Volume 9, Issue 2, December 2004
Volume 9, Issue 2 – December 2004
Christophe Mailliet and Aleksei Saunders: Review of recent work on Bedotia spp. (Teleostei: Atheriniformes), both described and recently collected, pp. 45-64
A number of newly discovered and mostly undescribed Madagascar rainbowfish of the endemic genus Bedotia (Teleostei: Atheriniformes) from the African island of Madagascar are introduced, and a review of the status of the currently valid species is provided. Information about habitats and conservation issues, systematic relationships and biogeographical aspects, as well as care and breeding is also given. The diversity and variability within the genus Bedotia is documented, outlining the need for appropriate conservation strategies both in and out site, given the threats to their natural habitats. Similarities in behaviour and reproduction with the Melanotaeniidae of Australia and New Guinea are described which could support recent research indicating close relationships between the Malagasy and Australian / New Guinean rainbowfish and suggesting inclusion of the Bedotiini of Madagascar in the family Melanotaeniidae. A general grouping of the currently known Bedotia species according to body and fin shape as well as general coloration patterns is also proposed.
Female Bedotia marojejy. Photo by A. Saunders/Denver Zoo
Áthila Bertoncini Andrade, Guilherme Scheidt de Souza Soares, João Pedro Barreiros, João Luiz Gasparini and Maurício Hostim-Silva: First record of Darwin´s slimehead, Gephyroberyx darwinii (Johnson, 1866) (Beryciformes: Trachichthyidae), in association with Brazilian deep reefs, pp. 65-68
Três espécies da família Trachichthyidae ocorrem no sul do Brasil: Paratrachichthys atlanticus, Hoplostethus occidentalis e Gephyroberyx darwinii. Esta última é uma espécie que atinge tamanhos da ordem dos 600 mm (CT), vive na província bentopelágica até profundidades de 1210 metros. É encontrada em águas subtropicais distribuindo-se entre os paralelos 43ºN e 35ºS, sendo utilizada como fonte de alimento no leste do Atlântico central. O presente trabalho reporta a ocorrência de Gephyroberyx darwinii na costa brasileira entre as localidades de Vila Velha (ES) e Rio Grande (RS), em áreas de plataforma externa e talude superior, com profundidades variando de 70 a 520 metros. Suas ocorrências nestas áreas estiveram relacionadas a lances de pesca (onde Lophius gastrophysus é espécie alvo) sobre formações de corais vivos. Dados biométricos e merísticos de três espécimes são apresentados no trabalho.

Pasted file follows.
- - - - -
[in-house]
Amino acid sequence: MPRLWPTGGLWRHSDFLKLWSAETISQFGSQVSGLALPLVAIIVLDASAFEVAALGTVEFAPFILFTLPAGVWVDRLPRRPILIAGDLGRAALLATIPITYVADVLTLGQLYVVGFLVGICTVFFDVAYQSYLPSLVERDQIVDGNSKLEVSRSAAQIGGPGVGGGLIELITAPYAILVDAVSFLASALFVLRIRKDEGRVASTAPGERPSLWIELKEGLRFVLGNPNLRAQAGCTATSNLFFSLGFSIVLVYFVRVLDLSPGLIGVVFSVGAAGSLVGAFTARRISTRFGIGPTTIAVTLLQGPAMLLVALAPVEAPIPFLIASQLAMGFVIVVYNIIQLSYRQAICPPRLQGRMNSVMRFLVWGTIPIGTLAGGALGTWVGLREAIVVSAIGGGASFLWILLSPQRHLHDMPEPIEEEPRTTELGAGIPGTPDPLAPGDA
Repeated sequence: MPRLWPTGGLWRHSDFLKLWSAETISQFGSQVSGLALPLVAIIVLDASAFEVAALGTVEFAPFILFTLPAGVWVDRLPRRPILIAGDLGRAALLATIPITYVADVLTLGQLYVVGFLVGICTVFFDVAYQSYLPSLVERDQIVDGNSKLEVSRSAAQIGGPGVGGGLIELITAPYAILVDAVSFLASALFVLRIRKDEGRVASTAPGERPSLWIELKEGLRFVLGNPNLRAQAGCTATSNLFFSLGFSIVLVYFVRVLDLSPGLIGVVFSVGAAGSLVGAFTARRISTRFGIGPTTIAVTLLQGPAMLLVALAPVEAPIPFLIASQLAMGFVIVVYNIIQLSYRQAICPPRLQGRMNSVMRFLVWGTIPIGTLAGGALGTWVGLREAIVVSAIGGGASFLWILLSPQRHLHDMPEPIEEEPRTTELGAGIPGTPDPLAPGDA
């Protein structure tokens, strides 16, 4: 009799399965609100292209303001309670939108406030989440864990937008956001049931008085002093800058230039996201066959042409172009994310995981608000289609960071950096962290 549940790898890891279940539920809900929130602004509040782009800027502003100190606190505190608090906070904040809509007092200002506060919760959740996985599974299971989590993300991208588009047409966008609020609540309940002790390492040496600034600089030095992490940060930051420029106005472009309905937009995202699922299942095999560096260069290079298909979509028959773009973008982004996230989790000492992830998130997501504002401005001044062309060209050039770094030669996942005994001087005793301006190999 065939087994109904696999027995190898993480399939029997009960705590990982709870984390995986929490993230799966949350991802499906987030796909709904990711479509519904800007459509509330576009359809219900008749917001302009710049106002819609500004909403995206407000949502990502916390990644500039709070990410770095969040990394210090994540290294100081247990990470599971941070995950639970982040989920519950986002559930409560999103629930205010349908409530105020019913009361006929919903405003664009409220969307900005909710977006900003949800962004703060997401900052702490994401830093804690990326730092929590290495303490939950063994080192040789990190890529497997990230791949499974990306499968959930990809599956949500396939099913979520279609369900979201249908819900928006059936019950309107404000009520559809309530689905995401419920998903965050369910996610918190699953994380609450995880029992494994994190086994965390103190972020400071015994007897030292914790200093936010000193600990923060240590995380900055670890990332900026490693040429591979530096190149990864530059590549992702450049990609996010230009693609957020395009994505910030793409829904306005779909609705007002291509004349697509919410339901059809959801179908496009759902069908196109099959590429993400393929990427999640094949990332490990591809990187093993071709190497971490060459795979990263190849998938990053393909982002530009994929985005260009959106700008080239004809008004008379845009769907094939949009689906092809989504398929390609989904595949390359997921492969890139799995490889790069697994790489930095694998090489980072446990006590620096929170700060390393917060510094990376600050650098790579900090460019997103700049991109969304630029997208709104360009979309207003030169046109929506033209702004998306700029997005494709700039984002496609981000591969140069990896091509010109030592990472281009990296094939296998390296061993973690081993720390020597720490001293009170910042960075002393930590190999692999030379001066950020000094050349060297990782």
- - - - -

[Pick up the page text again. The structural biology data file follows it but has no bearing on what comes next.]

Gephyroberyx darwinii at MBML 602, 445 mm SL. 1999. Photo by J. L. Gasparini
Fenton M. Walsh and John E. Randall: Thalassoma jansenii x T. quinquevittatum and T. nigrofasciatum x T. quinquevittatum, hybrid labrid fishes from Indonesia and the Coral Sea, pp. 69-74
The hybrid labrid fishes Thalassoma jansenii x T. quinquevittatum and T. nigrofasciatum x T. quinquevittatum are reported from the Banda Sea, Indonesia and Holmes Reef, Coral Sea, respectively.
Thalassoma quinquevittatum, terminal-phase male, about 140 mm TL, Enewetak Atoll, Marshall Islands. Photo by J. E. Randall
Gerald R. Allen and John E. Randall: Two new species of damselfishes (Pomacentridae) from Micronesia, pp. 75-87
Pomacentrus bipunctatus is described from 25 specimens, 11.0-61.9 mm SL, collected at Enewetak Atoll in the Marshall Islands and Truk in the eastern Caroline Islands. Adults are similar in appearance to P. spilotoceps from Fiji, but the new species differs in having fewer pectoral fin rays (17 versus 18-19) as well as marked colour differences in juveniles and subadults. Most notably, the young stages of P. spilotoceps lack bright yellow coloration on the ventral portion of the body and adjacent fins. Pomacentrus yoshii is described on the basis of 10 specimens, 41.1-69.4 mm SL, from Majuro Atoll in the southern Marshall Islands of Micronesia. It is distinguished from all Pacific members of the genus on the basis of its distinctive coloration, consisting of a blue anterior head, mainly yellowish body and fins, and large black spot covering the pectoral fin base. Pomacentrus pikei and P. sulfureus from the western Indian Ocean are similar in general apperance, but possess XIV rather than XIII dorsal fin spines. In addition, P. pikei has a much smaller spot on the pectoral fin base, which is restricted to the upper portion. On the basis of meristic features and general morphology, the new species appears to be closely related to P. philippinus from the eastern Indian Ocean and western Pacific, which differs significantly in overall colour pattern.
Pomacentrus bipunctatus, holotype, 45. 5 mm SL, Truk, Caroline Islands. Photo by J. E. Randall